Old Diary

Floating on Clouds


2014032009342721The drive to the Visitors Center was gorgeous this morning.  The trees in the valley seemed to float on top of the clouds.

The rest of Thursday morning might have been better if we’d stayed on top of the hill instead of continuing into the office.

That water pump I mentioned the other day wasn’t the problem with the water system.  The problem is the well itself and it appears a ‘repair’ is going to be a major investment.  We aren’t sure the campground will open this season.  While the maintenance department is working their end of the equation nothing here happens in isolation.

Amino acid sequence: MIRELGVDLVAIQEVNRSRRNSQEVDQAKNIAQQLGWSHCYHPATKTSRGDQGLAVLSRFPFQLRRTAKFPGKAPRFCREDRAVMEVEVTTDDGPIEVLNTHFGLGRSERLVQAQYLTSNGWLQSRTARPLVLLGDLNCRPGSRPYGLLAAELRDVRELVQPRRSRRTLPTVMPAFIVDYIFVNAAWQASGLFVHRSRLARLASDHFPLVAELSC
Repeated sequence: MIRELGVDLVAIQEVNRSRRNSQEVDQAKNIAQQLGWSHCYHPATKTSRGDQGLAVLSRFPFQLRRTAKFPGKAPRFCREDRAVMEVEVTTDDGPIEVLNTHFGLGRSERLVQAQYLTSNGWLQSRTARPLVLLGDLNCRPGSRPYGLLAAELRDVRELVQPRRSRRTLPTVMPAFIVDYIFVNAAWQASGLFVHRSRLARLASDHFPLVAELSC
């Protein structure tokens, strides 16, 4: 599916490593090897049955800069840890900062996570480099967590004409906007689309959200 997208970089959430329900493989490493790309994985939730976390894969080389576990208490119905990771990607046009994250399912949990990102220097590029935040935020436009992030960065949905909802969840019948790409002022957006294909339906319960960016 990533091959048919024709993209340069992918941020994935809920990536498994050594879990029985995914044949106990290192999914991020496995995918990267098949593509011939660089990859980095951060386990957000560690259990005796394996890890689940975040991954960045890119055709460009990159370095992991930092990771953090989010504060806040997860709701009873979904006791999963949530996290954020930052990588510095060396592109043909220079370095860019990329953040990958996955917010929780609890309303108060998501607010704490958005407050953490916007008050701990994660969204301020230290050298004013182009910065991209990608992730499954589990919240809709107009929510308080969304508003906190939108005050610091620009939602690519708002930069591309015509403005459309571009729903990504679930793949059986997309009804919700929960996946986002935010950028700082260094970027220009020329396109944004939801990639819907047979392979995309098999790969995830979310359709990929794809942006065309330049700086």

The failure of a well means the hosts are without water — and they need to move. But the failure of a well doesn’t happen in isolation.  We wanted to move the hosts to another location.  It happens that we have an empty campground to which they could move.  Peg and I headed North to Tahkenitch to have a conversation about whether they would be willing to host at a different campground.  That would put me in a bind because I had another couple driving up from S. Texas to host there during the summer, but our first priority had to be those hosts who were already on the ground and in place.  What I was going to tell the other couple I hadn’t figured out — first I had to settle this problem.